Author: Oliver Kenny (University of Lille)
In this article, I focus on a selection of recent French scholars who insist on a fundamental distinction between pornography (pornographie) and eroticism (érotisme). I delve into these scholars’ descriptions of and justifications for the pornography-eroticism distinction, and explore what is at stake in affirming such a difference. I contend that, far from being a question of genre—or even quality—this is a political distinction, which intertwines with important debates about values and social relations that are present in current French politics and academia. This article examines the justifications used and definitions proposed by scholars in France to (re)assert this distinction, and considers the extent to which the new French claims reproduce some of the political assumptions of US anti-porn feminists, as well as an elitist hierarchy based on ideas of artistic quality. Ultimately this article argues that the key concept that distinguishes pornography from eroticism for these scholars is love, and that they conceptualise love in a highly normative and reactionary fashion in order to elevate eroticism and denigrate pornography. In pursuing their analysis in this way, conservative values are permitted to masquerade as apolitical explorations of genre and aesthetics, without open acknowledgement of the political and moral perspectives they reinforce.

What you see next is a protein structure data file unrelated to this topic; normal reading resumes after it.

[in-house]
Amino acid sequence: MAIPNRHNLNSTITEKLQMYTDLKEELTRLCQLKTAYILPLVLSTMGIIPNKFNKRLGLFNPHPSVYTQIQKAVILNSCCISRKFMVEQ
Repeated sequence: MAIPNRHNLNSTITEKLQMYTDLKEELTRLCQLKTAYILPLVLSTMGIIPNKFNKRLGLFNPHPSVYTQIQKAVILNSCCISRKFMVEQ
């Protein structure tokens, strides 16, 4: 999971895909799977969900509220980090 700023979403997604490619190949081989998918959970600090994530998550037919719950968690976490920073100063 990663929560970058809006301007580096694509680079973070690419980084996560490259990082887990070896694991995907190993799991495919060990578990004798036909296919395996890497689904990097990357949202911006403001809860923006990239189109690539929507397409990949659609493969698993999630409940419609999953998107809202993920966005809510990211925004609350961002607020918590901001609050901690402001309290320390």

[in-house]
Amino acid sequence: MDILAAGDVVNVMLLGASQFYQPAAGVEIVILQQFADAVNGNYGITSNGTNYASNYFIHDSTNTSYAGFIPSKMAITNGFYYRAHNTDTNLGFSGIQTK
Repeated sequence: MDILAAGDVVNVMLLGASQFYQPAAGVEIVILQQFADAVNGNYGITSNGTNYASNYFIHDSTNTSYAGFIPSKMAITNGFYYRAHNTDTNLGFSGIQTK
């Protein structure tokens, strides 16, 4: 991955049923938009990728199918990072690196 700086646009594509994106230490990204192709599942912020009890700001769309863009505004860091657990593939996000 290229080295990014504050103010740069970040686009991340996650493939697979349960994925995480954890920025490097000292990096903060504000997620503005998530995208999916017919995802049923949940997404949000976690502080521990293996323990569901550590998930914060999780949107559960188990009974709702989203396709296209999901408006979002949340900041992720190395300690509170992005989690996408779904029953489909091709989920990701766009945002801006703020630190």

Keywords: Pornography, Eroticism, New philosophers, Body, Discourse, Love
How to Cite: Kenny, O. (2020) “Eroticism, Pornography, Love: The Discursive Politics of Reactionary French Scholarship on Sexual Imagery”, Studies in Arts and Humanities. 5(2). doi: https://doi.org/10.18193/sah.v5i2.174